• Used in all three Spider-Man movies to remove the villain while allowing the main character to keep to his code against killing. The first Green Goblin is Hoist by His Own Petard, Dr. Octopus and the second Goblin die due to Redemption Equals Death, and Eddie Brock kills himself by diving into the Venom symbiote just as Spidey's about to incinerate it.
  • In the movie-version of Ella Enchanted, the Big Bad Prince Edgar defeats himself with the poisoned crown he planned on using to kill his nephew and heir by putting it on during his Motive Rant at the end of the movie.
  • Indiana Jones twice, in Raiders of the Lost Ark the Nazis opened the Ark of the Covenant themselves and its powers then disintegrated them a very painful manner. Then in Indiana Jones and the Kingdom of the Crystal Skull, Colonel Spalko wanted the skulls to tell her everything, and they give it to her until she bursts into flames.


  • In Stardust by Neil Gaiman, there are two major villains, who effectively and elegantly dispose of each other when the heroes aren't even around.
    • In the film version, three out of the five villains die at each other's hands.
  • Likewise, the climax for Robin Cook's Vector has the two villains polish each other off.
  • In earlier The Dresden Files books, human villains have a tendency to kill each other, be hoist by their own petard or killed by side characters... so Harry doesn't have blood on his hands and The White Council doesn't get angry at him.
    • Of course, the rules of magic only state that you cannot kill people with magic. Evidently, they don't care so much if you just pull out a gun and shoot them.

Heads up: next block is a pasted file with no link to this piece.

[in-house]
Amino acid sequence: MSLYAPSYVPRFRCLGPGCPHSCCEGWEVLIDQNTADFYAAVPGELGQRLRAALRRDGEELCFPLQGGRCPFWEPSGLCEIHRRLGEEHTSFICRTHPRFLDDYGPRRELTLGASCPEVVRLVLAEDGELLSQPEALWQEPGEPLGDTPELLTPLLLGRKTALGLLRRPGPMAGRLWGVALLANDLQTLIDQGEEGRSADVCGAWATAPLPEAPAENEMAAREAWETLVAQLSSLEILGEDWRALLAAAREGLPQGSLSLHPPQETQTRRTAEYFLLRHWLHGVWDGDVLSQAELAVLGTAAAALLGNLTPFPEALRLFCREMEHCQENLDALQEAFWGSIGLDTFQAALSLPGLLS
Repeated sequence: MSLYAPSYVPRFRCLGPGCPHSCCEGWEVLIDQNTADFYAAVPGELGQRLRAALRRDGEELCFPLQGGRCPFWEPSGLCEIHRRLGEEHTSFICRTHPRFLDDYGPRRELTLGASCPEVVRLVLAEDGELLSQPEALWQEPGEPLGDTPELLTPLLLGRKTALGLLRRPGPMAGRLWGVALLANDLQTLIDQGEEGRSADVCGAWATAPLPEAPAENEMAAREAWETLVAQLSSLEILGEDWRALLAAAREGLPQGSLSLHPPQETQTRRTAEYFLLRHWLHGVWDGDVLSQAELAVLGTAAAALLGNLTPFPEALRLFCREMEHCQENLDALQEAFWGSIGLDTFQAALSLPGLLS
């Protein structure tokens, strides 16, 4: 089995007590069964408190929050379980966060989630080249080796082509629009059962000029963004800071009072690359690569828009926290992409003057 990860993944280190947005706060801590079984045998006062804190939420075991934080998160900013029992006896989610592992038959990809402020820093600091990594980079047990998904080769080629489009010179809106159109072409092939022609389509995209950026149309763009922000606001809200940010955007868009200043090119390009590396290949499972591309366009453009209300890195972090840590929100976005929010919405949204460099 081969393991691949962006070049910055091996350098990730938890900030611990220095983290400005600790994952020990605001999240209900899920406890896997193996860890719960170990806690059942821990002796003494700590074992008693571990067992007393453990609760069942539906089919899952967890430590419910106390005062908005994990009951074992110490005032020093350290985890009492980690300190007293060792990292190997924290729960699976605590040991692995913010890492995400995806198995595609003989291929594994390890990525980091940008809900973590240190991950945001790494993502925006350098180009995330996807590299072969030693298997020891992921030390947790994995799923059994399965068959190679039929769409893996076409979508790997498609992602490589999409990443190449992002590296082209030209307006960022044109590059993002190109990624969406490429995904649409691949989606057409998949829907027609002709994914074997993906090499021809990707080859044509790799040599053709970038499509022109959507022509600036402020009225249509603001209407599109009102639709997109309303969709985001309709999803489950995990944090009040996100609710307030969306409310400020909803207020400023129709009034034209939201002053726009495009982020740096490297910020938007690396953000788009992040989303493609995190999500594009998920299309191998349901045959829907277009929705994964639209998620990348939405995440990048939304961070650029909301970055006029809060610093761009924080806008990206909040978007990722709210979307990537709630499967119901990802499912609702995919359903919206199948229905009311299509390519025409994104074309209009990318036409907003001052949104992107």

• Murphy would, though.

Live Action TV

  • This was very common in the early seasons of Smallville with the krypto-freaks. If they didn't somehow lose their powers they inevitably met a messy end at their own hands.
  • Major trope of Buffy, particularly in the early seasons. Human villains tended to fall into pits of their own monsters while Buffy tried in vain to save them. See especially "The Pack" and "Go Fish".
  • In the Angel episode "Supersymmetry" Fred attempts to kill the villain who, years earlier, had trapped her in Pylea, a demon Hell Dimension, by sending him through one of his own portals. When her boyfriend, Charles Gunn, intercedes, he explains that if she kills him in revenge she will never be the same. Gunn then snaps his neck and throws him into the portal, and they tell the rest of the heroes that this trope happened and he fell into his own portal.
  • In The Flash before the team acquires a method of imprisoning super-powered criminals all the ones that aren't shot by the cops wind up killing themselves. This is lampshaded when looking for a permanent solution with one of the team noting it is convenient the ones they have faced so far wound up dead.

Web Original

  • Subverted and inverted in the ending of Super Meat Boy. Dr. Fetus seems to be killed by his own Dying Moment of Awesome, but then he pops up again, only to be crushed helpless by Bandage Girl.

Web Comics

Western Animation

  • In the Darkwing Duck episode "Dry Hard", DW thinks at first this has happened to Budd Fludd, a crooked owner of a beverage company who falls into a vat of his competitor's product, after sabotaging it with lethal poison. DW even nervously lampshades this, saying "Cases are so much easier when the bad guy offs himself like that!" No such luck, however, as Budd does survive to menace him again, having turned into the incredibly dangerous water-controlling villain the Liquidator.